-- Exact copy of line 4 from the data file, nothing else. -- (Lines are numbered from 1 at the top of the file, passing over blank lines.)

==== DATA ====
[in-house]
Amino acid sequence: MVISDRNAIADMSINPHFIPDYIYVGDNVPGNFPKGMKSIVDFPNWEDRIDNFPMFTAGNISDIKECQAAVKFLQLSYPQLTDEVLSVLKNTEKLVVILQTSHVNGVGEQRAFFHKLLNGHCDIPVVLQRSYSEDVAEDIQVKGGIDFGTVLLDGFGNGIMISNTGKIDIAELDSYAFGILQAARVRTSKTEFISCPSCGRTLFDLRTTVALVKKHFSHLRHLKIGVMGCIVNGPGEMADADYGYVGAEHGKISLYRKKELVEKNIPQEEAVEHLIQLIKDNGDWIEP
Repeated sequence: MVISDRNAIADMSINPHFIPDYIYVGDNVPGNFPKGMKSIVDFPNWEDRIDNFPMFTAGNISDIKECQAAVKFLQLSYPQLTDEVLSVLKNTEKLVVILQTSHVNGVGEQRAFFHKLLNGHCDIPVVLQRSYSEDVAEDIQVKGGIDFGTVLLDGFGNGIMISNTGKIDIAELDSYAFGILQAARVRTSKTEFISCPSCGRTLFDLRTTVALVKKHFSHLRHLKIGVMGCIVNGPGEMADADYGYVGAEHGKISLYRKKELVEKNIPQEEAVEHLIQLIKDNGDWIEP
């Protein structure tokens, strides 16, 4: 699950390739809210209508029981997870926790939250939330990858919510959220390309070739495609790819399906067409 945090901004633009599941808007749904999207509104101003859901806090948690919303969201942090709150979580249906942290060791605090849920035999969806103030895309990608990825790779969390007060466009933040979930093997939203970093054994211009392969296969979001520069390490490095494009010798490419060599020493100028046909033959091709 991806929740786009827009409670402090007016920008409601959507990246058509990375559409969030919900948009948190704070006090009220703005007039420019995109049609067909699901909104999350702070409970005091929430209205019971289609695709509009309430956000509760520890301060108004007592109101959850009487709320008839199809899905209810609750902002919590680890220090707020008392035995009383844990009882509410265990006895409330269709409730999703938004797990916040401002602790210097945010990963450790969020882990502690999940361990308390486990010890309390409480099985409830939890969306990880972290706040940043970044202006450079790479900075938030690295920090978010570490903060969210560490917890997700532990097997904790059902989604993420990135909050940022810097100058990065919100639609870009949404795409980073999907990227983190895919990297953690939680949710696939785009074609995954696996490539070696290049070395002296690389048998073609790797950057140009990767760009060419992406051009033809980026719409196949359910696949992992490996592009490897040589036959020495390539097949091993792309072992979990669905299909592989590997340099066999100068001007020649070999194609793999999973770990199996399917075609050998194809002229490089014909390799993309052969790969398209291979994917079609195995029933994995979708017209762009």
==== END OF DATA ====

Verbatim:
């Protein structure tokens, strides 16, 4: 699950390739809210209508029981997870926790939250939330990858919510959220390309070739495609790819399906067409 945090901004633009599941808007749904999207509104101003859901806090948690919303969201942090709150979580249906942290060791605090849920035999969806103030895309990608990825790779969390007060466009933040979930093997939203970093054994211009392969296969979001520069390490490095494009010798490419060599020493100028046909033959091709 991806929740786009827009409670402090007016920008409601959507990246058509990375559409969030919900948009948190704070006090009220703005007039420019995109049609067909699901909104999350702070409970005091929430209205019971289609695709509009309430956000509760520890301060108004007592109101959850009487709320008839199809899905209810609750902002919590680890220090707020008392035995009383844990009882509410265990006895409330269709409730999703938004797990916040401002602790210097945010990963450790969020882990502690999940361990308390486990010890309390409480099985409830939890969306990880972290706040940043970044202006450079790479900075938030690295920090978010570490903060969210560490917890997700532990097997904790059902989604993420990135909050940022810097100058990065919100639609870009949404795409980073999907990227983190895919990297953690939680949710696939785009074609995954696996490539070696290049070395002296690389048998073609790797950057140009990767760009060419992406051009033809980026719409196949359910696949992992490996592009490897040589036959020495390539097949091993792309072992979990669905299909592989590997340099066999100068001007020649070999194609793999999973770990199996399917075609050998194809002229490089014909390799993309052969790969398209291979994917079609195995029933994995979708017209762009």